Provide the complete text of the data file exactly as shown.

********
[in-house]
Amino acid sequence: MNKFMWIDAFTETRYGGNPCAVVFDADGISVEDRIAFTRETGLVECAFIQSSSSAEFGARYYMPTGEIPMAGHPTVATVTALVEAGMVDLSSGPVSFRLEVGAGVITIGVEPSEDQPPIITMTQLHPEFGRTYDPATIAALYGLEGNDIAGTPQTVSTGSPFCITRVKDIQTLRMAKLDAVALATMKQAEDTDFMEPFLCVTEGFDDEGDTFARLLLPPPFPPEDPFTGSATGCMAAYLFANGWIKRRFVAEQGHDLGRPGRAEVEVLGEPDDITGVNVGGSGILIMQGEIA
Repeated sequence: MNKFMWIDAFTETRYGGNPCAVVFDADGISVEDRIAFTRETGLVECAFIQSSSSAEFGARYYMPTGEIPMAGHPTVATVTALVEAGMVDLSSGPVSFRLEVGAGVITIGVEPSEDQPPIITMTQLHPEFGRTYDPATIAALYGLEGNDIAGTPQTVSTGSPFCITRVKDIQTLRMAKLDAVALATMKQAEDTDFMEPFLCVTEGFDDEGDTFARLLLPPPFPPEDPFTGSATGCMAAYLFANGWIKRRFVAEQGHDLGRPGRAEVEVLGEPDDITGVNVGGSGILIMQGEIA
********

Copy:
[in-house]
Amino acid sequence: MNKFMWIDAFTETRYGGNPCAVVFDADGISVEDRIAFTRETGLVECAFIQSSSSAEFGARYYMPTGEIPMAGHPTVATVTALVEAGMVDLSSGPVSFRLEVGAGVITIGVEPSEDQPPIITMTQLHPEFGRTYDPATIAALYGLEGNDIAGTPQTVSTGSPFCITRVKDIQTLRMAKLDAVALATMKQAEDTDFMEPFLCVTEGFDDEGDTFARLLLPPPFPPEDPFTGSATGCMAAYLFANGWIKRRFVAEQGHDLGRPGRAEVEVLGEPDDITGVNVGGSGILIMQGEIA
Repeated sequence: MNKFMWIDAFTETRYGGNPCAVVFDADGISVEDRIAFTRETGLVECAFIQSSSSAEFGARYYMPTGEIPMAGHPTVATVTALVEAGMVDLSSGPVSFRLEVGAGVITIGVEPSEDQPPIITMTQLHPEFGRTYDPATIAALYGLEGNDIAGTPQTVSTGSPFCITRVKDIQTLRMAKLDAVALATMKQAEDTDFMEPFLCVTEGFDDEGDTFARLLLPPPFPPEDPFTGSATGCMAAYLFANGWIKRRFVAEQGHDLGRPGRAEVEVLGEPDDITGVNVGGSGILIMQGEIA